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Topic: Optimization of Quadcopter Drone Code (Read 260 times) previous topic - next topic


Jun 19, 2018, 04:54 am Last Edit: Jun 19, 2018, 04:55 am by bob10113
Hello everyone,

Just as a disclaimer, this code compiles fine and runs on the drone. I just have a few questions about optimization and implementation.

First of all, data processing has been a killer. I started off this project about a year ago, trying to use all the sensors I could get my hands on. After messing with the ADXL345 accelerometer for forever, I finally decided to just use the L3G4200D 3-axis gyroscope. Even after extensive use of running averages and exponential filters, the ADXL345 was simply just too noisy and I cut the code from the program.

Are those two sensors quality enough for a project like a quadcopter? I acknowledge my code may be at issue here (I can upload the paltry processing for the accelerometer if need be), but still - the values were all over the place.

Getting back on track, does the code itself seem like it's on the right track? This is my first experience with a PID (or PI in my case) controller, IMU input, PWM output - the whole bits. I'd really like someone to take a look at the Control Section of the code (especially the PI code) and see if I'm at least in the ballpark. It's located at the bottom of the code. The loop time of the program is at about 8ms, which is disappointing because the L3G4200D could use some extra speed for processing noise out.

And now - the final question..

My motors have recently started stuttering often. I'm nearly positive it's not wiring, as they never stutter if I can get them started. I know the ESC's are rated for 1000us - 2000us PWM pulse, so it's not that - unless pausing the interrupts for a few microseconds would interrupt the pulses enough to cause the problem. I tend to think it's the battery (3c LiPo) causing the issues, but I'm not sure. I've been getting some erratic voltage outputs from the battery - in the ballpark of 14v - 15v, but then again, it could be the $15 multimeter.


-*edit*- I tried to tag the code in, but it was too long.. I attached it below.


I downloaded the code. It's pretty good. I would change two things:

1. Do everything you can to get software serial out of it. Even though you're using 'neo' it's still going to be causing delays and the rest of your code is so timing-critical. Use software serial for debugging and then remove it from your code when it's working properly. Put the Bluetooth on the hardware serial.

2. You still have pulseIn() in the killswitch code. That pin is still being read by the interrupt so you only need to read the volatile variable again inside that loop.

I love the ADXL345. I use it in a lot of projects. It isn't state-of-the-art for drones though. I would definitely use an integrated gyro+accelerometer for this. You really must have the acceleration data to correct the gyro drift.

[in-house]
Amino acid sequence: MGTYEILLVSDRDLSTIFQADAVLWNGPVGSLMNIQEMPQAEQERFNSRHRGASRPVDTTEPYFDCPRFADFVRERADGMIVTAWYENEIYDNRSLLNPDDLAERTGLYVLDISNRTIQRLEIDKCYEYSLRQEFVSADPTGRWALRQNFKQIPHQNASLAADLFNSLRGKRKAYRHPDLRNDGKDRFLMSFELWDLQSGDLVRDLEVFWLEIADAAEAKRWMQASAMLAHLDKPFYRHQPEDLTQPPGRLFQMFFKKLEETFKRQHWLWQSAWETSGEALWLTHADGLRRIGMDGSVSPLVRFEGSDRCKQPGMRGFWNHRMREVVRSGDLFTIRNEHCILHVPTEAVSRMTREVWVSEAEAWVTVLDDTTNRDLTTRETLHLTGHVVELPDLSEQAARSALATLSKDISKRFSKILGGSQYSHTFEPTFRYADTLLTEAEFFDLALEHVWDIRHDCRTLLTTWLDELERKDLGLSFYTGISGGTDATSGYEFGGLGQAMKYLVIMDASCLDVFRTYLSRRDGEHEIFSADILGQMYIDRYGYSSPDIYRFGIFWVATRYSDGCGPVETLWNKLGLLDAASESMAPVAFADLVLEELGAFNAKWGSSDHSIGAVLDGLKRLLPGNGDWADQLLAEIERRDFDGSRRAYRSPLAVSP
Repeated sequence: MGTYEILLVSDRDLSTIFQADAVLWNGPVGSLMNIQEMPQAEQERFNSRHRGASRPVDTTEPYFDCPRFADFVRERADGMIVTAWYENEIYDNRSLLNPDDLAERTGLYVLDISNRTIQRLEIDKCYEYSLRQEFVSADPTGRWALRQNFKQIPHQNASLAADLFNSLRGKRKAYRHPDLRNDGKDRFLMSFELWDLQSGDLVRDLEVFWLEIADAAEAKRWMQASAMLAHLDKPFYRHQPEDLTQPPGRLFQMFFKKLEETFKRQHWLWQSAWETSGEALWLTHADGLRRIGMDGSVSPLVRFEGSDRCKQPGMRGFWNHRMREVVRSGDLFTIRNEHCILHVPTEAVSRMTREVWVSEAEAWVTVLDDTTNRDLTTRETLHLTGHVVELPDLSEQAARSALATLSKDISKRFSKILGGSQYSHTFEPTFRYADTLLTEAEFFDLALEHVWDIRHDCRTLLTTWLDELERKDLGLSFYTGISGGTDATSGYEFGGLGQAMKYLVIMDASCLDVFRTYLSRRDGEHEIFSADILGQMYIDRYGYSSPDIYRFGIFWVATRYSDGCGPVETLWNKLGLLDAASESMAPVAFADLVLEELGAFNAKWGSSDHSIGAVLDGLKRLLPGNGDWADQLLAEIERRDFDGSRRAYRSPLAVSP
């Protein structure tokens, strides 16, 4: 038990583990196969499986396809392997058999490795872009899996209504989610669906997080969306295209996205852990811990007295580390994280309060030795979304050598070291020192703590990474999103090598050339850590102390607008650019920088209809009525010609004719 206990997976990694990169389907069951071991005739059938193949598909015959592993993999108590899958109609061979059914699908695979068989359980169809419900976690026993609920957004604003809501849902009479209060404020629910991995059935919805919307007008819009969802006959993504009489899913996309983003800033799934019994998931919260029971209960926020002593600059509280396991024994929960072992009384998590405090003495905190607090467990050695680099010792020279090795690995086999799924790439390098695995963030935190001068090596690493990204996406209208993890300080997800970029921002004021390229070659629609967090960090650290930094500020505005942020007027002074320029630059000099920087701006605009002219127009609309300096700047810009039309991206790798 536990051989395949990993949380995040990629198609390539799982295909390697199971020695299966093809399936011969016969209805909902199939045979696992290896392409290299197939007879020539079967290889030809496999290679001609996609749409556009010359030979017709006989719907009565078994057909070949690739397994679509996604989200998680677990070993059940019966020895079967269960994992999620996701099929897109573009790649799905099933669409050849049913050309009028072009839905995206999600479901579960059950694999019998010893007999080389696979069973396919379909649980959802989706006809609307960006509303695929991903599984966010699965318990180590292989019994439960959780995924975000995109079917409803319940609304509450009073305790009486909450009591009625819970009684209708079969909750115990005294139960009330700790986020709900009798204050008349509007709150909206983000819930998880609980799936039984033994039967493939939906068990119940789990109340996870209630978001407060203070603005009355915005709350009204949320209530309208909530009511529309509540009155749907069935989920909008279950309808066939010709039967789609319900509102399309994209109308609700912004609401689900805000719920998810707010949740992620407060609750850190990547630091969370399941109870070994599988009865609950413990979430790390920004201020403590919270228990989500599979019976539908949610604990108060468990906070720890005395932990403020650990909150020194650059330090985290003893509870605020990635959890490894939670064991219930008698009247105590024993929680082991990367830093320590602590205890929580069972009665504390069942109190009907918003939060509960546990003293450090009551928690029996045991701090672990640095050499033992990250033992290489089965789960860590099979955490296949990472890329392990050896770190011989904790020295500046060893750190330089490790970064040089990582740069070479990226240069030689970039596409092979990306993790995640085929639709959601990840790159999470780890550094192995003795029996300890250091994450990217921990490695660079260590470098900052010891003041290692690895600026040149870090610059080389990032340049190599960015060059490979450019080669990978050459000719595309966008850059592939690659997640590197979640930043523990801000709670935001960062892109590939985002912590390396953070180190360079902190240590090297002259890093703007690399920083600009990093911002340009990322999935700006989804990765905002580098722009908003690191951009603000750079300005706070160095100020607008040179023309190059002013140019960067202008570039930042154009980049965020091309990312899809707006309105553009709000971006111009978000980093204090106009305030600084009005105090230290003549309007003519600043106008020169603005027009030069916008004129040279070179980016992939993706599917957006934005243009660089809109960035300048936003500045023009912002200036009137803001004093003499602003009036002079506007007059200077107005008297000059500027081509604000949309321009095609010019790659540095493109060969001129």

Style points:
1. It needs an auto-format. The indenting is not perfect.

2. I would ditch the enableInterrupt library. It's saving you like 5 lines of code and you really don't know how much time it wastes setting the arduinoPinState.

3. The timer_start[] array is a waste of time. Just use 6 regular variables with regular names. Same with the error[], P[] and I[] arrays.

4. I see a lot of floating-point calculation which can probably be replaced by integers. If you're using one of the 8-bit Arduinos, this will save a lot of time.

Your sensor filtering is dependent on the time between the samples, which is uncontrolled in your code. If your bluetooth code (for example) takes more or less time on each loop, then the filter will be upset. If you decided to add more calculations somewhere then you will have to re-tune all of your filter constants.  You use dt (delta-time) in the PID calculations but it doesn't appear in the filter.

I would change this to make the main loop run at a constant dt. Pick a duration, such as 5 milliseconds and wait at the top of the loop until dt reaches (or exceeds) this.

"The problem is in the code you didn't post."


Thanks for the pointers.

In my off time at work I put a little research into other IMU boards and came across the MPU9250. All in all, seems like a pretty good choice to me. Are you familiar with it? It's a combo board with the MPU6500 gyro + accel and a three axis magnetometer, with an optional digital motion processing chip.

Would it be worth the effort two deploy to IMUs? I've heard this can help deal with vibration noise, but I'm not too sure how to go about fusing the two.